In addition, UFARM has certified rural appraisers on staff, offering appraisals through each of our offices across the state. These services include documented market value estimates that are carefully researched, written to withstand challenge, and provide a precise picture of a landowner’s property value.

In addition to property tax purposes and property tax appeals, an accurate value appraisal is important for a number of other, equally significant reasons, including:

-buying, selling, exchanging, or dividing real estate

-estate planning and gifting

-loan evaluations

-litigation

-condemnation proceedings

-eminent domain for roadways, pipelines, or electrical lines

When it comes to determining the value of your land, count on the most experienced appraisers. Feel free to contact UFARM for all of your appraisal needs.

Will Farmland Owners Pay Higher Property Taxes in 2014?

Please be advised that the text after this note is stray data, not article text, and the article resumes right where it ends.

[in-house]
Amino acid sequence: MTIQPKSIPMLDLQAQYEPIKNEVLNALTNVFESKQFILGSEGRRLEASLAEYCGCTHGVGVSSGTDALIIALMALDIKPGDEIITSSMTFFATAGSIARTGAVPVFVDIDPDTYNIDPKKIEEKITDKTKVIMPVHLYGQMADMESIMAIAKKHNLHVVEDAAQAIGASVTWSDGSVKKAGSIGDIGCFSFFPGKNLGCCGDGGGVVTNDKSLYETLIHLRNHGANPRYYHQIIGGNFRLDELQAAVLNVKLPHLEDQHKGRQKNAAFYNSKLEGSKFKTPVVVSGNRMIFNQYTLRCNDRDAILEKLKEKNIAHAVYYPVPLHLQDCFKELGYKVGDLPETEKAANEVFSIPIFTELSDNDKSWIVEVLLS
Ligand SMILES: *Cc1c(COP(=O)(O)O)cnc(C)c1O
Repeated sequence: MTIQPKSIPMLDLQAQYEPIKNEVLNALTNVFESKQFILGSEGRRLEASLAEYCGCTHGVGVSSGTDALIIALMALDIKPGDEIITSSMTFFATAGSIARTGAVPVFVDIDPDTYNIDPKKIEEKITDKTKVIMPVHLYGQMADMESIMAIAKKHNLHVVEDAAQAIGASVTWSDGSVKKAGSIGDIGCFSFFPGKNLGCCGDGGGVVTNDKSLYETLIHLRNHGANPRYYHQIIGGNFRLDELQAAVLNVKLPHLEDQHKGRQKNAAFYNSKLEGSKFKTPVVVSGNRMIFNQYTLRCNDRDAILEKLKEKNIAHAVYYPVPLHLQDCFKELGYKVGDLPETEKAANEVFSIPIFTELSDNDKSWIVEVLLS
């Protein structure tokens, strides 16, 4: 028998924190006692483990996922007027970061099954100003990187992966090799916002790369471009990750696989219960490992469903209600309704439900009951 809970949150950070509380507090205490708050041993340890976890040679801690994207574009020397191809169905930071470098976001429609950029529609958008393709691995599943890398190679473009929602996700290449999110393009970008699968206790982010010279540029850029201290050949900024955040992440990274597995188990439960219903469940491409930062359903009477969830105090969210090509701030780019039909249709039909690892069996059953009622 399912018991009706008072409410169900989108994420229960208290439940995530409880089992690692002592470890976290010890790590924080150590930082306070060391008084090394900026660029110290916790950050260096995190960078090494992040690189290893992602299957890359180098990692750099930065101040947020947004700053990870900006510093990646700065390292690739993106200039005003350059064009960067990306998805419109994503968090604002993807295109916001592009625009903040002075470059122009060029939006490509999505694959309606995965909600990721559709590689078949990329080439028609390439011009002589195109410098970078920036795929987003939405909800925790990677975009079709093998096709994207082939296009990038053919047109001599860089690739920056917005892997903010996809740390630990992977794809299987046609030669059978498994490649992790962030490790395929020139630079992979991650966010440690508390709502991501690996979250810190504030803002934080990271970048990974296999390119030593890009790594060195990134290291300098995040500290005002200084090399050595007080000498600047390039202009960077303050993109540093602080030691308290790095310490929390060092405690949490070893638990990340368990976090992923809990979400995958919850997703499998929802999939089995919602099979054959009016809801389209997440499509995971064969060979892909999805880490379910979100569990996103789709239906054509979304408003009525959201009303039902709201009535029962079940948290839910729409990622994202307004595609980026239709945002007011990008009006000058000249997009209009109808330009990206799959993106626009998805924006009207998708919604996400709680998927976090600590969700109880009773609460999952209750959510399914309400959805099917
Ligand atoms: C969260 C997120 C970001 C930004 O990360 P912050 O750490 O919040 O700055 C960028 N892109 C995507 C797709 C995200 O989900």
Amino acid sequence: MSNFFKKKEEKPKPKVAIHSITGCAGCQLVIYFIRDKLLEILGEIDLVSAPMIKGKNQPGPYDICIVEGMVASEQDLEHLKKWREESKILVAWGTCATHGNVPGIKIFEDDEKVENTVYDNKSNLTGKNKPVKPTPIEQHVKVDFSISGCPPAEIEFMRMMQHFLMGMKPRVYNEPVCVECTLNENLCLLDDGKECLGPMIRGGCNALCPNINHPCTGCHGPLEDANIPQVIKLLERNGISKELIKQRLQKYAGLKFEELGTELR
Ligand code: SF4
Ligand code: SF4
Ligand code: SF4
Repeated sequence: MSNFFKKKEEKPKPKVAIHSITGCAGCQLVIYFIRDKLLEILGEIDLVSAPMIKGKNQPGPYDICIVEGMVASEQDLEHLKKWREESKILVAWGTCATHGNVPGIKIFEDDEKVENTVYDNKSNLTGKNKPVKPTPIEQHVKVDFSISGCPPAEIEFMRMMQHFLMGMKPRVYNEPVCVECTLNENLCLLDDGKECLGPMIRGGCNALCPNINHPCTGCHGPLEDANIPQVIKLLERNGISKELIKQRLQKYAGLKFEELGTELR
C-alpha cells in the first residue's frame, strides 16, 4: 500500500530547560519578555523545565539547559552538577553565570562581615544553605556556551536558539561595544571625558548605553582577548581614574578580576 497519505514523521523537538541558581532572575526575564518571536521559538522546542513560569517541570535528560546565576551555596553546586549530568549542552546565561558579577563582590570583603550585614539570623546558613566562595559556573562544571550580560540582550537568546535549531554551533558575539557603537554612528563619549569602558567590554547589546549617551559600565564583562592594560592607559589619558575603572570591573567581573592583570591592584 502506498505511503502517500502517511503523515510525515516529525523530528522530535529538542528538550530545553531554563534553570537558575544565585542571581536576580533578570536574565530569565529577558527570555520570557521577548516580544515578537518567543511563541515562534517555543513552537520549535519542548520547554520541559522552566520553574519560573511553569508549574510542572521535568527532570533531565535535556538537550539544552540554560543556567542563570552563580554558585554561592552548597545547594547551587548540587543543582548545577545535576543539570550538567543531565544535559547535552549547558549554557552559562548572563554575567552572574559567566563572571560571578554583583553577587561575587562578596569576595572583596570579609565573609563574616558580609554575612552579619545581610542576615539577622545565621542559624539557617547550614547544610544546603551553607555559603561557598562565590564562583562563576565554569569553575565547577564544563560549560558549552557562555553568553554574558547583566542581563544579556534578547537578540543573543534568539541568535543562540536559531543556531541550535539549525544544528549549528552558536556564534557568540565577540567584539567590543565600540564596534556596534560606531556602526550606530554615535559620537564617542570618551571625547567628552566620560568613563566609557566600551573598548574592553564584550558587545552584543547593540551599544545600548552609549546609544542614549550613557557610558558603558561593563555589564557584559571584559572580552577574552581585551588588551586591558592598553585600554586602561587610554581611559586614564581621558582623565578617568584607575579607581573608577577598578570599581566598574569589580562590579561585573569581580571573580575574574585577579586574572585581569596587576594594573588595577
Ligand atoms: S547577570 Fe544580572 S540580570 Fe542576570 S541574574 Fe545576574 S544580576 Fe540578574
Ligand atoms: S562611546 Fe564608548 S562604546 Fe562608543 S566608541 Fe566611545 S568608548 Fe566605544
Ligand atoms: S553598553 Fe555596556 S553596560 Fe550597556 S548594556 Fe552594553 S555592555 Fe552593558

As 2013 winds down, farmers and landowners turn their attention to the Nebraska Legislature, which convenes for another Legislative Session in January. One of the main issues that the legislature will discuss is the need for property tax relief, a Landowner Property Taxtop concern of not only farmers and landowners, but also of Nebraskans as a whole. What is the outlook for property taxes in 2014? Will farmers and landowners finally see some relief?

Nebraska Farm Bureau president Steve Nelson hopes so, and he led a committee that presented a multi-year tax relief plan in October. The plan would reduce the state’s reliance on property taxes to fund government services and strive to better balance the contributions from property, income, and sales taxes. Its overarching goal is property tax relief, and Nelson hopes that property tax relief will be the main focus of any comprehensive tax reforms proposed in the Legislature.

Nebraska property taxes comprise 45% of all the taxes collected statewide, and the reliance on property taxes has steadily been mounting since the 90s. Farmers and landowners are increasingly feeling the pinch each year. According to the Nebraska Farm Bureau, agriculture land owners comprise roughly 3% of the population, but pay about 24% of the total property taxes across the state (“Nebraska Farm Bureau Plan Seeks to Balance Tax Structure, Provide Property Tax Relief.” Online posting. Farm Bureau –. N.p., 17 Oct. 2013. Web. 16